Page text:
A sleeping man holds in a circle around him the sequence of the hours, the order of the years and worlds. He consults them instinctively as he wakes and reads in a second the point of the earth he occupies, the time that has elapsed before his waking; but their ranks can be mixed up, broken. If toward morning, after a bout of insomnia, sleep overcomes him as he is reading, in a position quite different from the one in which he usually sleeps, his raised arm alone is enough to stop the sun and make it retreat, and, in the first minute of his waking, he will no longer know what time it is, he will think he has only just gone to bed. If he dozes off in a position still more displaced and divergent, after dinner sitting in an armchair for instance, then the magic armchair will send him traveling at top speed through time and space, and, at the moment of opening his eyelids, he will believe he went to bed several months earlier in another country.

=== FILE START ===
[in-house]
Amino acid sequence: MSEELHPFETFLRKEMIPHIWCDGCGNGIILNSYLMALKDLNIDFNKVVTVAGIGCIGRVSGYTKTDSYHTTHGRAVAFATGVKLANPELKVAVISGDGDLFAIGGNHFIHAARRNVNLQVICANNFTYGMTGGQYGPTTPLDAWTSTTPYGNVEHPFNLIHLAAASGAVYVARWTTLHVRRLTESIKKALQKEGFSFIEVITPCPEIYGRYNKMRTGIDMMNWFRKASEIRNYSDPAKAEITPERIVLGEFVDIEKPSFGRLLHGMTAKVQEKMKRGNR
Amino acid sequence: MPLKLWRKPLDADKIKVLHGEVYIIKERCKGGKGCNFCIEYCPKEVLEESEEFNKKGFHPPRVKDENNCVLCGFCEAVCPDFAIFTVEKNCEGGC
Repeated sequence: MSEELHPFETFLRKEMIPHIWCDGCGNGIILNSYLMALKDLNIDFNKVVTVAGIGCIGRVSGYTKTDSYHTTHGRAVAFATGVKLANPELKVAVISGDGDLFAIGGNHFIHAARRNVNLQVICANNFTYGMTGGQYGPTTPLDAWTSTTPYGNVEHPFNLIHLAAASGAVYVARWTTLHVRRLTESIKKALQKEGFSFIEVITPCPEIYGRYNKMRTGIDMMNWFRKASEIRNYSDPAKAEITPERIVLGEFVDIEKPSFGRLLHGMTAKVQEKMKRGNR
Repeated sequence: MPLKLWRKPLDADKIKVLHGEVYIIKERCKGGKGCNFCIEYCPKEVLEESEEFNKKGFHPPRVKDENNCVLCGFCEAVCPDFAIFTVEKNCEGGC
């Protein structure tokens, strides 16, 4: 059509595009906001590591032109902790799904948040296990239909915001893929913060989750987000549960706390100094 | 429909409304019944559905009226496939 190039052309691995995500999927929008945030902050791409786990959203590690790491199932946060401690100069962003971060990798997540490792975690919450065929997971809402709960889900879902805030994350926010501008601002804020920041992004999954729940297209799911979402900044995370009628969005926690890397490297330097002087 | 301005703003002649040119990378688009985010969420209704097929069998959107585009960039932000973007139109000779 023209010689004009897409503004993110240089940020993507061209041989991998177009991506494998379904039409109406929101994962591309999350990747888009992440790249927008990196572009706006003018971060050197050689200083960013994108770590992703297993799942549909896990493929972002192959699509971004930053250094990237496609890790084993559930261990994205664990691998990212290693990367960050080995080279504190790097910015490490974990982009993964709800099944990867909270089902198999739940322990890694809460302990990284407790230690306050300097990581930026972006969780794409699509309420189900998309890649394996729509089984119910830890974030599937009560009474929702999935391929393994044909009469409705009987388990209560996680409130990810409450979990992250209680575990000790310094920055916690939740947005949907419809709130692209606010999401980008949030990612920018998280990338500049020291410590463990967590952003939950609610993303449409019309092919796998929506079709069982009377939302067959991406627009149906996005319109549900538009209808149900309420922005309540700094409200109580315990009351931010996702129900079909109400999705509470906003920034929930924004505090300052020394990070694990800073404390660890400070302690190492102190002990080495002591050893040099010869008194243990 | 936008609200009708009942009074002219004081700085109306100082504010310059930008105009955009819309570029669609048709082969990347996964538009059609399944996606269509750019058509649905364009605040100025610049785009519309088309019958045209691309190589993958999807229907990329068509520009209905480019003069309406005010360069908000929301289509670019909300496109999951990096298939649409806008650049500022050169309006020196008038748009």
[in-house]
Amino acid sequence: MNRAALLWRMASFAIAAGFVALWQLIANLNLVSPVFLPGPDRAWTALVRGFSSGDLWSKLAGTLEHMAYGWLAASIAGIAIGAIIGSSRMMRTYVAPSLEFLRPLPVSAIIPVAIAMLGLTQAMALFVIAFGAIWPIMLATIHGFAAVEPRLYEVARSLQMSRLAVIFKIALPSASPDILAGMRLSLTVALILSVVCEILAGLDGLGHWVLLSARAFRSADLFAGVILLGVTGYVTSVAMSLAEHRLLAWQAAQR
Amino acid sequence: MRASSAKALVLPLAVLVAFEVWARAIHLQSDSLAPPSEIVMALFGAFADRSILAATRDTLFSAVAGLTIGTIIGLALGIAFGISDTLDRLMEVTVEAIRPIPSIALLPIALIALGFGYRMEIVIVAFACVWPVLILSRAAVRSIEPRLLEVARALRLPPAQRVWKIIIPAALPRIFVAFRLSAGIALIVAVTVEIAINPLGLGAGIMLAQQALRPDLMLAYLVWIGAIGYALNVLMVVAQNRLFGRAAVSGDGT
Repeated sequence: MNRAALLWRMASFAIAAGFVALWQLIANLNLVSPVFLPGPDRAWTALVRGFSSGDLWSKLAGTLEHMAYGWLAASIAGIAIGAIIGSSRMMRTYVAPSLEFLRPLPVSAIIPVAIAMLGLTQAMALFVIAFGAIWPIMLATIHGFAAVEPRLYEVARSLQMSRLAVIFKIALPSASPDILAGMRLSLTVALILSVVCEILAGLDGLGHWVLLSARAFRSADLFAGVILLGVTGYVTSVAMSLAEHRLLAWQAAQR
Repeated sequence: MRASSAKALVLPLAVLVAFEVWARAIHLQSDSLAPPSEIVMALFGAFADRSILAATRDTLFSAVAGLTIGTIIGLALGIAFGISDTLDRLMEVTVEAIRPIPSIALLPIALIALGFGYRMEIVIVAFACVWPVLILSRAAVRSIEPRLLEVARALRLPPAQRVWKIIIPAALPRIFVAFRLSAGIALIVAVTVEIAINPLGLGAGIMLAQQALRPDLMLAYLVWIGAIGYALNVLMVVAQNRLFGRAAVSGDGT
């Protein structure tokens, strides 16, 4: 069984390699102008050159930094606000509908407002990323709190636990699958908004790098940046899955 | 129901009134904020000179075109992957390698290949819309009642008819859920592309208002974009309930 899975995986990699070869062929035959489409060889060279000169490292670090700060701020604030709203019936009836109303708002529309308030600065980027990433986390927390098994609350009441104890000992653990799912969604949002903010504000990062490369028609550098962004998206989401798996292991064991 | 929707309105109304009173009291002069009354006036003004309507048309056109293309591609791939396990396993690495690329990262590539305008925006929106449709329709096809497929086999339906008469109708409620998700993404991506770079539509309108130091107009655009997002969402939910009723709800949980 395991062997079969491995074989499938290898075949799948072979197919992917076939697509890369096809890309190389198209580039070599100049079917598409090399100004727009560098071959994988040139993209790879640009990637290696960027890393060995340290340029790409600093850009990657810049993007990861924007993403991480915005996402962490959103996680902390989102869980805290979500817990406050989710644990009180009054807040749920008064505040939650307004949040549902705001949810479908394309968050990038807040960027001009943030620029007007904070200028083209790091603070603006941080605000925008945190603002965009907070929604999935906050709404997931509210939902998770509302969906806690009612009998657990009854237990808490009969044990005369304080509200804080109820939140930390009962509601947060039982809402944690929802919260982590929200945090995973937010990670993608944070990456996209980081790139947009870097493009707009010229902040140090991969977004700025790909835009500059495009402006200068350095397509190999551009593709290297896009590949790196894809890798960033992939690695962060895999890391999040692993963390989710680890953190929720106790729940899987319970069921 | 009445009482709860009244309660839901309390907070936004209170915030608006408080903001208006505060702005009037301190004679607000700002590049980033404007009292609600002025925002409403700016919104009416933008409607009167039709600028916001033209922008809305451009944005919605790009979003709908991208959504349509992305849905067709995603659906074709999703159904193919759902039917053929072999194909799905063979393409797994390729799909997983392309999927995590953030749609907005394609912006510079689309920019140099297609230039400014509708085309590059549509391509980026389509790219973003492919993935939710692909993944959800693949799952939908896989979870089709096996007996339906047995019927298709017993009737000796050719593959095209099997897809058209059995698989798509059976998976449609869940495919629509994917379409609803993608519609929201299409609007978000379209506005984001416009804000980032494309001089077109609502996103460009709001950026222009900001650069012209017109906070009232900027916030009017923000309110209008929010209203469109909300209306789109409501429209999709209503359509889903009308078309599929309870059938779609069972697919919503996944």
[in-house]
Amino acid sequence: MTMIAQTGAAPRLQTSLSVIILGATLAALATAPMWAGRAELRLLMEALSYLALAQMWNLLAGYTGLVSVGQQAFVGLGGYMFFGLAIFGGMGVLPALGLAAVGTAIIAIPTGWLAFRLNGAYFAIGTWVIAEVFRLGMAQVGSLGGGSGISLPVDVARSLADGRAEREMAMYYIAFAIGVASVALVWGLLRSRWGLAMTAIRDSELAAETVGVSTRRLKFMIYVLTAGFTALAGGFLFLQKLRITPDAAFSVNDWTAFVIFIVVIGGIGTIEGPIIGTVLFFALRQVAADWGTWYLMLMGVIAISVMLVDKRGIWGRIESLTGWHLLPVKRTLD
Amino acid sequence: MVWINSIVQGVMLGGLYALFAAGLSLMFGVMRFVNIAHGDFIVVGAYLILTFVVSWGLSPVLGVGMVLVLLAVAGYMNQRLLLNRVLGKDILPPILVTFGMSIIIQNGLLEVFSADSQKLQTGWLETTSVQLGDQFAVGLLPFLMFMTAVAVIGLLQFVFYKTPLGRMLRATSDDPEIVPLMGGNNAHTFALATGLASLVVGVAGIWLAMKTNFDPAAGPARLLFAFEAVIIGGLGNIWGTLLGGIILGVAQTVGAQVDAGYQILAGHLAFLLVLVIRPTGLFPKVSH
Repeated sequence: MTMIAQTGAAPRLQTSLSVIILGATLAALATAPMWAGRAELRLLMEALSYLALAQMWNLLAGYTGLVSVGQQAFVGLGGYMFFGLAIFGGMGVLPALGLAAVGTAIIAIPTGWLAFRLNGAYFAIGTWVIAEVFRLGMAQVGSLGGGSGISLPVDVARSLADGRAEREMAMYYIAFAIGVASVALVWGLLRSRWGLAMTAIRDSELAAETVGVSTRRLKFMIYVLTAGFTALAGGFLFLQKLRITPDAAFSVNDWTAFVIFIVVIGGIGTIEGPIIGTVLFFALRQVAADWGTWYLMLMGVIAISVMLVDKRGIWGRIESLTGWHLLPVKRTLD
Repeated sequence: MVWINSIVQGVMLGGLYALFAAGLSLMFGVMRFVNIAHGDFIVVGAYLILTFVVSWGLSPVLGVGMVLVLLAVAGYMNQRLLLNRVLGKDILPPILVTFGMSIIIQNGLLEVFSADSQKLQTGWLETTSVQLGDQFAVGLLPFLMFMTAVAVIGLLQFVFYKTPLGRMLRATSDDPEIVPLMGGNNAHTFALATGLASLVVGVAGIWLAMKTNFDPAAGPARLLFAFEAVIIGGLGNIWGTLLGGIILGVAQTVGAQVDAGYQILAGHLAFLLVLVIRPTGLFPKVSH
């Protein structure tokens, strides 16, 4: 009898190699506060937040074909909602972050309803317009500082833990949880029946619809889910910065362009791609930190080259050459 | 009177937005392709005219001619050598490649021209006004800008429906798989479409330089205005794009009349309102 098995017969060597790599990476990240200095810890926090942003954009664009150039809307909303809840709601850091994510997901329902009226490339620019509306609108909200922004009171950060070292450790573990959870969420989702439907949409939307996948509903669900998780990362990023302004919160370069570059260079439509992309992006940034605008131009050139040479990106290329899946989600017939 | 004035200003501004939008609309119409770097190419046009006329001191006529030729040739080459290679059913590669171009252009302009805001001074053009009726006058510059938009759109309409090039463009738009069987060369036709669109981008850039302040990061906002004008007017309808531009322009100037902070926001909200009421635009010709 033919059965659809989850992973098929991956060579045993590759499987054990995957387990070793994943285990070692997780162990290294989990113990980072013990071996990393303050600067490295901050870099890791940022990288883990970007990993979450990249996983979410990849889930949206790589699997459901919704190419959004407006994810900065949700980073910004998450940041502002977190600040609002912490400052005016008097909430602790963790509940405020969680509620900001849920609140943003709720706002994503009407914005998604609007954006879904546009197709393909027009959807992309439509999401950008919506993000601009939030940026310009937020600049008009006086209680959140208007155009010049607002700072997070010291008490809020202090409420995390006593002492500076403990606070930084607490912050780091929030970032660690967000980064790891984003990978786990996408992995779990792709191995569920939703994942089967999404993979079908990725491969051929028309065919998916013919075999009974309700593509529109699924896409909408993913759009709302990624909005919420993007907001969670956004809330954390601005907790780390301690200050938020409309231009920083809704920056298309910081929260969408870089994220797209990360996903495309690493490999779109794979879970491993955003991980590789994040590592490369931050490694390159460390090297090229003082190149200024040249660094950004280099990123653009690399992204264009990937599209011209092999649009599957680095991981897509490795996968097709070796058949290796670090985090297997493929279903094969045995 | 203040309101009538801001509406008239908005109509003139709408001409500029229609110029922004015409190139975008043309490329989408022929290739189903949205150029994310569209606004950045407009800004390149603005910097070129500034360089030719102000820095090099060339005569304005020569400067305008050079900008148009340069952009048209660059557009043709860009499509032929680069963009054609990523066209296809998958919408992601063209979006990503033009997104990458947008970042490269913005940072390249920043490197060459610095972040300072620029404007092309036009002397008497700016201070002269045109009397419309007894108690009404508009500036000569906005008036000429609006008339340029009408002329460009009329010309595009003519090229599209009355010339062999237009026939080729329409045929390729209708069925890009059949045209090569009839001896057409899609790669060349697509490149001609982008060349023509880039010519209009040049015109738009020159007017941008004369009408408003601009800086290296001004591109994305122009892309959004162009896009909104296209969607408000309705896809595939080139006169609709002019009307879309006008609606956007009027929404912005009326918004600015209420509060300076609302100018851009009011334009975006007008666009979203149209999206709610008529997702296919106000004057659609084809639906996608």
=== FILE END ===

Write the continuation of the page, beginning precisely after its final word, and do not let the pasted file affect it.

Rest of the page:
From Swann’s Way by Marcel Proust (trans Lydia Davis)